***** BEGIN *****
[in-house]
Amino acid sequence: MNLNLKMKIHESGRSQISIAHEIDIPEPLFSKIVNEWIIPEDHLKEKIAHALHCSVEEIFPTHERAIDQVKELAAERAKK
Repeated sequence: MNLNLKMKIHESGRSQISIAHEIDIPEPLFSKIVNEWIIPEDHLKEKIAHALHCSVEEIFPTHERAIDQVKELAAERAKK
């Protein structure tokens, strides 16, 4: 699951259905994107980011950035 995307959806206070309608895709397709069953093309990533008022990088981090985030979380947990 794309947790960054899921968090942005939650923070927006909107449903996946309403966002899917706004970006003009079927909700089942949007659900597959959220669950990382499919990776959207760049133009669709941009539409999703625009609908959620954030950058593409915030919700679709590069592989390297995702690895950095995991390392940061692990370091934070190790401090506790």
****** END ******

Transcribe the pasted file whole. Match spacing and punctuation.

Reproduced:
[in-house]
Amino acid sequence: MNLNLKMKIHESGRSQISIAHEIDIPEPLFSKIVNEWIIPEDHLKEKIAHALHCSVEEIFPTHERAIDQVKELAAERAKK
Repeated sequence: MNLNLKMKIHESGRSQISIAHEIDIPEPLFSKIVNEWIIPEDHLKEKIAHALHCSVEEIFPTHERAIDQVKELAAERAKK
């Protein structure tokens, strides 16, 4: 699951259905994107980011950035 995307959806206070309608895709397709069953093309990533008022990088981090985030979380947990 794309947790960054899921968090942005939650923070927006909107449903996946309403966002899917706004970006003009079927909700089942949007659900597959959220669950990382499919990776959207760049133009669709941009539409999703625009609908959620954030950058593409915030919700679709590069592989390297995702690895950095995991390392940061692990370091934070190790401090506790």